• SAFT and PSA have formed the joint venture Automotive Cell Company, (ACC) to manufacture Li-ion in Europe and Total (SAFT’s parent company) formed a joint venture with Chinese battery manufacturer Tianneng Energy Technology (TET) to expand Li-ion cell manufacturing in China.

  • Ionity, a joint venture between BMW, Mercedes Benz, Ford, Volkswagen, Audi and Porsche, was instigated to build a high-power charging network for electric vehicles along major highways in Europe. Ionity in turn formed a partnership with French electronics hardware provider Schneider Electric.

  • Australian company Neometals has teamed up with German company SMS to form Primobius for the commercialization of recycling technology.

  • Finnish clean energy provider Fortum has joined forces with BASF and Nornickel to close the lifecycle sustainability of Li-ion batteries

  • Canadian company Standard Lithium has entered into a joint venture with German chemical company Lauxess to create commercial production of battery grade lithium compounds at a US location.

Billions invested in the Li-ion value chain

Not all joint ventures are successful as the challenges faced by AESC, a li-ion battery manufacturing joint venture between Nissan, NEC and Tokin, can attest to. But the apparent necessity for integration through the battery value chain is undeniable and the proof is in the billions of dollars that have been invested.

While eye-watering sums have already been invested in the Li-ion value chain, hundreds of billions more are still needed to build the industry that would be capable of producing the batteries and electric vehicles to meet decarbonization and electric vehicle sales goals.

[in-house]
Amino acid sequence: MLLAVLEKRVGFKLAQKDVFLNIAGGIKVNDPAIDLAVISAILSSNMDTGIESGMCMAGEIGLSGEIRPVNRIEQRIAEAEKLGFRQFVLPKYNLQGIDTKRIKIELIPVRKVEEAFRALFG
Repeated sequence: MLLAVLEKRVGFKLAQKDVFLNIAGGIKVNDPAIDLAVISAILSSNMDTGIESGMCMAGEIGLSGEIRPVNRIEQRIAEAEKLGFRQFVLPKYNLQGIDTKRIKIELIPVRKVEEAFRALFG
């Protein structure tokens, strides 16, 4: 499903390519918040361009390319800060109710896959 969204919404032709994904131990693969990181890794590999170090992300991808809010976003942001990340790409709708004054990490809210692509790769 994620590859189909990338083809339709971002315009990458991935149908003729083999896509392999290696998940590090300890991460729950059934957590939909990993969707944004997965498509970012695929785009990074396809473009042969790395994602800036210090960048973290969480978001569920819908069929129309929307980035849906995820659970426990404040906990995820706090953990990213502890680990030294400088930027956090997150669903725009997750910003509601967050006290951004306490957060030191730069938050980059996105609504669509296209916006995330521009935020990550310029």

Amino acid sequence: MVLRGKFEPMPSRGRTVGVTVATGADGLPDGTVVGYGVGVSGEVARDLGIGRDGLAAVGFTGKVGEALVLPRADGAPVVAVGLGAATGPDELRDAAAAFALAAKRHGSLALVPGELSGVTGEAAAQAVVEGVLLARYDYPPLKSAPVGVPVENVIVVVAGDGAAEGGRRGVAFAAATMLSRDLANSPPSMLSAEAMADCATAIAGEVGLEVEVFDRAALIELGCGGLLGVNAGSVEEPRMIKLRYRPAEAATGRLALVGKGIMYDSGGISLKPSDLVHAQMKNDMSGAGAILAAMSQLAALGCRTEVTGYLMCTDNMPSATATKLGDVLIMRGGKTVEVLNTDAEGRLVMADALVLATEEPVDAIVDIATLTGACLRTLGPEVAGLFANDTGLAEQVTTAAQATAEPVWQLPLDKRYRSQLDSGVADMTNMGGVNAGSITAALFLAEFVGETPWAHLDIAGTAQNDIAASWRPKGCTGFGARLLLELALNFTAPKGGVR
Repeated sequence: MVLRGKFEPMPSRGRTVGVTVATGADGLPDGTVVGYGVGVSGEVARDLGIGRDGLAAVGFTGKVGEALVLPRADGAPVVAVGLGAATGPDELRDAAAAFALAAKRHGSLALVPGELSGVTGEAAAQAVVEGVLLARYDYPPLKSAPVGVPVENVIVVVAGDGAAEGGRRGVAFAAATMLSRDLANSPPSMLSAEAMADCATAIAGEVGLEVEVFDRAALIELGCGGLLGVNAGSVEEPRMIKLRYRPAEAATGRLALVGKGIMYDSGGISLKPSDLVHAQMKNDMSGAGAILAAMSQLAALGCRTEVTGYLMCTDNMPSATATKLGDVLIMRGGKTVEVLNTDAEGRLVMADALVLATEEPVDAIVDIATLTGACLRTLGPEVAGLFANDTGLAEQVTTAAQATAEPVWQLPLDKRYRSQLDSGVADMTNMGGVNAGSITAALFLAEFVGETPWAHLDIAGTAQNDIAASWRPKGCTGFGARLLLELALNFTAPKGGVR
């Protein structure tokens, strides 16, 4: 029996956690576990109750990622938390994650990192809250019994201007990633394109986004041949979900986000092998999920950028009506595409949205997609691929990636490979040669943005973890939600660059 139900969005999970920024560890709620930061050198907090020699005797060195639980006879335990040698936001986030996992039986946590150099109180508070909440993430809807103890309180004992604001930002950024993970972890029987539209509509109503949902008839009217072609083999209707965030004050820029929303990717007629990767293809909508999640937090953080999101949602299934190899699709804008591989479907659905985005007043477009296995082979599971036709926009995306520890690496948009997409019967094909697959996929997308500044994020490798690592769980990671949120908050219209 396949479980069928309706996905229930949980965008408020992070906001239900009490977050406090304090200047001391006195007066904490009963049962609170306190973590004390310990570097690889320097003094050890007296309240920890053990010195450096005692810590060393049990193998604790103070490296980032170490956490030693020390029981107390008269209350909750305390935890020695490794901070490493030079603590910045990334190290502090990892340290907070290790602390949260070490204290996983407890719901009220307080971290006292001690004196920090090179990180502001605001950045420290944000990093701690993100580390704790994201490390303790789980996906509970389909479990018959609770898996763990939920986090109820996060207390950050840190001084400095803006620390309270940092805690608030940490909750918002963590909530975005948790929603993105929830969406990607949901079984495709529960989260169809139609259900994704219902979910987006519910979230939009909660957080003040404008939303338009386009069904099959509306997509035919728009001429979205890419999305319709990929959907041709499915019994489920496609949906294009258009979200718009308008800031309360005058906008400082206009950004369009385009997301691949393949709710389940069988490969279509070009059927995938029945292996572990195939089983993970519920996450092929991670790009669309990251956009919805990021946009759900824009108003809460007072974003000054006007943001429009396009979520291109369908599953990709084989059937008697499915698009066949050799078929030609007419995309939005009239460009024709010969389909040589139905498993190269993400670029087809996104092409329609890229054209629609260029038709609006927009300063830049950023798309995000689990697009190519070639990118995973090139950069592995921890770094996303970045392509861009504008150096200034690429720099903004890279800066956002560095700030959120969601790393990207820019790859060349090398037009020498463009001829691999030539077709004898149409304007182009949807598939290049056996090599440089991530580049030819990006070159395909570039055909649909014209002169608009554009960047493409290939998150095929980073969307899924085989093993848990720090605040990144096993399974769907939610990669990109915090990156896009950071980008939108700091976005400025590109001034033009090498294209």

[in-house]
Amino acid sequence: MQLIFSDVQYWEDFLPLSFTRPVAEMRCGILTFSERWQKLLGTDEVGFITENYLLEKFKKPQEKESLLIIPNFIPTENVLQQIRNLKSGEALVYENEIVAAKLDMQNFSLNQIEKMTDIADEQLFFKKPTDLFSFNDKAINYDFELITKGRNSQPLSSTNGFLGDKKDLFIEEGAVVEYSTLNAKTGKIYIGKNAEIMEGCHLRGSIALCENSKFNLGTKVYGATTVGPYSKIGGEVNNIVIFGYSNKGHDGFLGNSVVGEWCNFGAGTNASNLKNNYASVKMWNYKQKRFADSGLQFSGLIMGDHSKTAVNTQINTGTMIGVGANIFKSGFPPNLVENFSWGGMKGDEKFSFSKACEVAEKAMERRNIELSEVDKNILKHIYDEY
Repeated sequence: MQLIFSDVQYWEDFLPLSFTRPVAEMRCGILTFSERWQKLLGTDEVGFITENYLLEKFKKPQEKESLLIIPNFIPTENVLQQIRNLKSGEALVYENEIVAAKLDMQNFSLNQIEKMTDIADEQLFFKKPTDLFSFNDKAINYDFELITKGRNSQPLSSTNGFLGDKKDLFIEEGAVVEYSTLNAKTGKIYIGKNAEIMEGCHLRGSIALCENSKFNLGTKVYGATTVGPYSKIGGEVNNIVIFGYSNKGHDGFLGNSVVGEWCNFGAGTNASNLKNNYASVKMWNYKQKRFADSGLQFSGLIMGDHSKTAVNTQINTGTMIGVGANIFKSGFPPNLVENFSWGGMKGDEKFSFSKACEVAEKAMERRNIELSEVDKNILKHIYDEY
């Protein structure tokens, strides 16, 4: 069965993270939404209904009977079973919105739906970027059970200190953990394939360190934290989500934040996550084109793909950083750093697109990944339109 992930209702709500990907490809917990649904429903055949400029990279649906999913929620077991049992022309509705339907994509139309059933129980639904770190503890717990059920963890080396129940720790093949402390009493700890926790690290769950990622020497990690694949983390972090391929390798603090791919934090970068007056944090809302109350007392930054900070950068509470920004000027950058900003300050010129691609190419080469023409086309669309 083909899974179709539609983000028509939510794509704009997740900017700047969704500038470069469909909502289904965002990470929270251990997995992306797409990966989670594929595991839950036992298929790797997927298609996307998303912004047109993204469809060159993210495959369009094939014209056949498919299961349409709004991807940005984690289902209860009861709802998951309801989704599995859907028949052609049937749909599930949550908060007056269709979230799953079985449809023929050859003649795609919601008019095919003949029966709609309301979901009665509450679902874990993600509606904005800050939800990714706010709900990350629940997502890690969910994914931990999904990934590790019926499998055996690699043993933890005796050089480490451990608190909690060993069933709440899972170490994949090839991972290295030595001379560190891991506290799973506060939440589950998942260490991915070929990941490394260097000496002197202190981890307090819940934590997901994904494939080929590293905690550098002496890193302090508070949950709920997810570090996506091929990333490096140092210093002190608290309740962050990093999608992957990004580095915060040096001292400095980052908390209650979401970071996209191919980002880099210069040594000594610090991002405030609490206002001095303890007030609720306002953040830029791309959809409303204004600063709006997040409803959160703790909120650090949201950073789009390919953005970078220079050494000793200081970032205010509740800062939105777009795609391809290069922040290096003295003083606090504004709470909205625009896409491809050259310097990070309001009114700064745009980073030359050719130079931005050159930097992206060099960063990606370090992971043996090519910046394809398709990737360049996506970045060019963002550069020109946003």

Benchmark Mineral Intelligence suggests that over $550 billion must be invested into the supply chain.

Used with permission of Benchmark Market Intelligence
Used with permission of Benchmark Market Intelligence

Electric vehicle value chain is different

OEMs increasingly understand how the electric vehicle paradigm and its value chain is different than that of traditional ICE manufacturing. They are required to have more control up through the value chain, relying less on Tier1 and Tier2 companies to do the heavy lifting and especially concerning the financial success and growth of the supply chain.

A resilient supply chain depends upon successful capital accumulation and capital allocation.

A resilient supply chain depends upon successful capital accumulation and capital allocation. With recent stresses on the automotive industry due to COVID-19, the liquidity of capital is not obvious. The question of where the money will come from has never been so profound.      

The answer lies in an unprecedented collaboration of governments, banks, venture capital, equity and wealth funds, existing players and new entry industries such as oil and gas. But it won’t be easy. Impatience on the part of investors for stability and expected returns in a low-margin industry will bring challenges.